I intended to pause briefly to catch the day’s weather prediction. Several minutes later, after backing up the television and freezing the seven-day forecast, I was trying to figure out exactly what to expect. It said 30 percent hit or miss showers.

I’m often confused about the percentages for each day’s rain forecast. Will the rain hit me or miss me?

Years ago, a friend told me the local weatherman explained the percentages had to do with the size of the viewing area that could expect rain. That was before I could research anything on the internet.

Fast forward 25 years and today I can do a little research on my own. I started by wanting to know the difference between terms like spotty, hit or miss, isolated and scattered. After nearly an hour checking out various sources I can say my understanding now is scattered with some isolated pockets of clarity, but for the most part, it is spotty.

What I did learn was that my friend got it nearly right when she said it was about geographic coverage. What was missed in her explanation was that it also includes a particular period, usually twelve hours, and the degree of confidence the forecaster has in the prediction. All that results in a mathematical formula that creates a nearly useless percentage-based prediction.

There are just too many factors going into the equation to make it useful to us.

We can add to our confusion with the results of a 2015 study published by the University of Georgia, “Through the Eyes of the Experts: Meteorologists’ Perceptions of the Probability of Precipitation.” It indicated less than 10 percent of meteorologists surveyed believed the definition of “probability of precipitation” is consistent when used by meteorologists. No wonder we’re confused and think they’re always wrong.

Plus, the study reported three-quarters of the population lack an accurate understanding of the term. Three-fourths of us make plans around what the weather might or might not do based on a prediction model we don’t understand.

It strikes me that this same kind of statistical confusion is present when we read about a favorite nonprofit. I often experience confusion about the success of a program or an organization I am reading about whether in a newspaper article, their newsletter or their fundraising letter. When the organization tosses out statistics about their success, I always have questions.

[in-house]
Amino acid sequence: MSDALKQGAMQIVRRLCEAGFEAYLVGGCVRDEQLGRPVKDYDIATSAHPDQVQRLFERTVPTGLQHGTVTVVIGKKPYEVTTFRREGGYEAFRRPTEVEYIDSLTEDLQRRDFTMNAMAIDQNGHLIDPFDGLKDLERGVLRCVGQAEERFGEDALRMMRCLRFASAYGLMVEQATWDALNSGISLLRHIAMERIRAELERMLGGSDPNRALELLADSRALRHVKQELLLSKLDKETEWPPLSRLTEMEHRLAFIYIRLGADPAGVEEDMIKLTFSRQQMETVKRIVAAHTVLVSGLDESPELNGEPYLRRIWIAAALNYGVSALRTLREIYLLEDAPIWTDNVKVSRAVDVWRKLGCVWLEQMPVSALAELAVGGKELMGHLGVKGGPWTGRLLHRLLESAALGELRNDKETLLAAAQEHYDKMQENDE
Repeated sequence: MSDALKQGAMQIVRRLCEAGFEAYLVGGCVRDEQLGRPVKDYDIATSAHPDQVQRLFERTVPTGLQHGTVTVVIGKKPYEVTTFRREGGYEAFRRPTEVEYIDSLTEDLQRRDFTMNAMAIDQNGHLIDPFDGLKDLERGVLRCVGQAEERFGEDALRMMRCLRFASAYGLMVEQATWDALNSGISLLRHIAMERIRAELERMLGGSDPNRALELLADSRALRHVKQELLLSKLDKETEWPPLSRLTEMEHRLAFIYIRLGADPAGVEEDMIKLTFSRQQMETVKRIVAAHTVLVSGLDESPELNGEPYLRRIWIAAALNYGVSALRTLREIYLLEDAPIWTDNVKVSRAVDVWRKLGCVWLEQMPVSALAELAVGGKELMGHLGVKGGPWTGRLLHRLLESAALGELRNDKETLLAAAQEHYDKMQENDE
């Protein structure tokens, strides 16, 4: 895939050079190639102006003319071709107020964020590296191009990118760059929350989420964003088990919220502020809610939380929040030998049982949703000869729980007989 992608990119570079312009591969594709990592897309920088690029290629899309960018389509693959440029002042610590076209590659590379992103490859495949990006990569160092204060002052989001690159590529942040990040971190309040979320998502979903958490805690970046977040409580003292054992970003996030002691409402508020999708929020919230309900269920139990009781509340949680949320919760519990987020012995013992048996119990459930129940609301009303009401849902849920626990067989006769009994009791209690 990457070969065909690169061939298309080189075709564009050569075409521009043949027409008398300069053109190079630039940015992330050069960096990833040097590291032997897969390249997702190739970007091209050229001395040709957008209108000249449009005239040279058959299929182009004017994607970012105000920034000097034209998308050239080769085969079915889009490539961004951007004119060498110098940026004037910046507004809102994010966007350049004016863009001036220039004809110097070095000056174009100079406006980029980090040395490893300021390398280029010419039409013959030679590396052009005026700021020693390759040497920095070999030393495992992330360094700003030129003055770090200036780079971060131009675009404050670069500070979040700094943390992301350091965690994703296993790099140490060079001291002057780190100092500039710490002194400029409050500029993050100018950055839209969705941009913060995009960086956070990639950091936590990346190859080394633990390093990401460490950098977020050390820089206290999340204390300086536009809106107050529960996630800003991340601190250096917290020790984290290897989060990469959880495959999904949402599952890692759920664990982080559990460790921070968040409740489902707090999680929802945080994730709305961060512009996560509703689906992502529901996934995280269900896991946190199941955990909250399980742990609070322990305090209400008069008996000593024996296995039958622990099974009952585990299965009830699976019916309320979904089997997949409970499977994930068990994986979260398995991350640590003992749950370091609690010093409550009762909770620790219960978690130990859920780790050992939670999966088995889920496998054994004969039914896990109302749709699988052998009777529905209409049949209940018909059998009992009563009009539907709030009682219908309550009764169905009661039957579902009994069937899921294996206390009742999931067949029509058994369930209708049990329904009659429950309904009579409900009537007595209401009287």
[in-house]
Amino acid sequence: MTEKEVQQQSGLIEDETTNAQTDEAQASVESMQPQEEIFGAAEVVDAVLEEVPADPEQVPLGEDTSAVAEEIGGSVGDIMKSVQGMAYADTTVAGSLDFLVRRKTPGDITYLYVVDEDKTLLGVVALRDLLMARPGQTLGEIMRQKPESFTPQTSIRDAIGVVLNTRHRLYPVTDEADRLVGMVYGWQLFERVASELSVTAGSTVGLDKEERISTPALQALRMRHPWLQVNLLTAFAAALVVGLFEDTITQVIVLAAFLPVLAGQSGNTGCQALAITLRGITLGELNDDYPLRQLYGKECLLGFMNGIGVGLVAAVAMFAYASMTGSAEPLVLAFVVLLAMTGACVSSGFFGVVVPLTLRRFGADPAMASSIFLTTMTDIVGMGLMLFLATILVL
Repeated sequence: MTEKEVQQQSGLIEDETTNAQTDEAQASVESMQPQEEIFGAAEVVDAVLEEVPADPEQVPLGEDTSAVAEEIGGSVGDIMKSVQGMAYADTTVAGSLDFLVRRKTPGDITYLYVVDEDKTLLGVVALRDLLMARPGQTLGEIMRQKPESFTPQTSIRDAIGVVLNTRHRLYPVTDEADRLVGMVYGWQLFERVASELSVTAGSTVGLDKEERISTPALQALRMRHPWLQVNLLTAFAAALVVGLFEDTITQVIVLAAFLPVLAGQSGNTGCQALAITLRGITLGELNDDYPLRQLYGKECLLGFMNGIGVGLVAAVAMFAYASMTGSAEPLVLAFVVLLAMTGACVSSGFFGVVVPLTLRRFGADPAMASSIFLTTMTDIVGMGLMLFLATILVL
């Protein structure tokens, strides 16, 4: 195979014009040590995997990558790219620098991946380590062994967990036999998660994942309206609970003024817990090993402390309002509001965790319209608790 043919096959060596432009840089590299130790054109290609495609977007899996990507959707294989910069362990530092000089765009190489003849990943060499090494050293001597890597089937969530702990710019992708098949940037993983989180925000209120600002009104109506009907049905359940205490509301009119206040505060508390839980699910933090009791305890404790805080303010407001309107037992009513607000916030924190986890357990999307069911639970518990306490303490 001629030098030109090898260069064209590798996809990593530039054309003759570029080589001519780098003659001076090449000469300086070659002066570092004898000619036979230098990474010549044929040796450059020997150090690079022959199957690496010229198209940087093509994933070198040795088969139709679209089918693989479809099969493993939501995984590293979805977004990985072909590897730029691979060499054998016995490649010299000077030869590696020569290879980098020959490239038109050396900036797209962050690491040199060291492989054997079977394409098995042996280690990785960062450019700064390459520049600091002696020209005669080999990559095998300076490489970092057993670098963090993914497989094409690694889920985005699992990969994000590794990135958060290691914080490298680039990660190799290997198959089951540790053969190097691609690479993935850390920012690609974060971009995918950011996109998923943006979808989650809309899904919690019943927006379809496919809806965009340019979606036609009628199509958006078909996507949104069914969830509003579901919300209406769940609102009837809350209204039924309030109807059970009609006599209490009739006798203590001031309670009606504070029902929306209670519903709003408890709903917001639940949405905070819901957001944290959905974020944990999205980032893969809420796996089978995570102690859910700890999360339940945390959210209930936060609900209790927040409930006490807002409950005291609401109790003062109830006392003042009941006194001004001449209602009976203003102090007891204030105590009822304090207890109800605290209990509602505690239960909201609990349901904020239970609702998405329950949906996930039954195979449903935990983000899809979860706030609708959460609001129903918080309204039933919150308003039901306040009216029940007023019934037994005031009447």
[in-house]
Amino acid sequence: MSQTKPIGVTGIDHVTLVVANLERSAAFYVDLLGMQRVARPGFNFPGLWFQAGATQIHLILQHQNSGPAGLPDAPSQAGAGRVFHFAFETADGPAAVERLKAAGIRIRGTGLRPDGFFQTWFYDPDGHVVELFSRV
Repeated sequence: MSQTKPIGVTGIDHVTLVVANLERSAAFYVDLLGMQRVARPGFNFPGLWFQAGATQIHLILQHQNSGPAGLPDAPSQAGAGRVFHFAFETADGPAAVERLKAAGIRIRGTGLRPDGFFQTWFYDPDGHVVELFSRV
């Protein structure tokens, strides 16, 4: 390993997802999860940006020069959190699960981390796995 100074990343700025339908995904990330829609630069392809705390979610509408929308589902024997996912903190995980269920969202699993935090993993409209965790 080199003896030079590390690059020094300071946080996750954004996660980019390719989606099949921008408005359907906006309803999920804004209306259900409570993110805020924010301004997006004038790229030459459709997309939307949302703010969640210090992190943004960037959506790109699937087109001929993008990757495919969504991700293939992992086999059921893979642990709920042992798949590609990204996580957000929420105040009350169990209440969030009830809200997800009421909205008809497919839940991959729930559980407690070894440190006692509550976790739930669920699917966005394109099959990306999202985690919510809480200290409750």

Just like the weather prediction of rain or sun, I often can’t be sure what they are trying to convey. I also wonder if they use their statistical results to improve their programs. So, here are a few lessons I’ve learned about statistics from nonprofit organizations.

Percentages are only meaningful if you know the starting number or the total number of participants. Eighty percent of 1,000 is 800, while 80 percent of 10 is only 8. Both are accurate but could change how you think about donating to the organization.

Percentages that show up in articles and letters should be considered a starting place for a conversation to truly understand the results of their work. The larger the donation you intend to make, the more important it is to explore the meaning of the numbers with someone in the know at the organization.

When the professional leadership of an organization can explain the percentages and how they are using them to adapt for even more success, you’ve got a winner. Annual statistics can be gathered year upon year with no end in mind, or they can be studied with intent to make programs and client success the best possible with available funding.

Finally, don’t give up on small organizations just beginning to figure all this out, but keep asking them questions. It will help them improve the organization and, most importantly, the end-result for those they serve.

All this is true, whether we’re talking about people, animals, parks or historic buildings. Take time to question what you are reading or hearing to increase your odds of being informed. Yes, that’s another percentage, but we just can’t get around them when we’re trying to give well.

Dawn Franks, CEO of Your Philanthropy, offers advising services to families, businesses and foundations to enhance the giving experience and maximize impact. She writes a blog, the YP Journal, at www.your-philanthropy.com. Comments and questions are welcome. Send to info@your-philanthropy.com.


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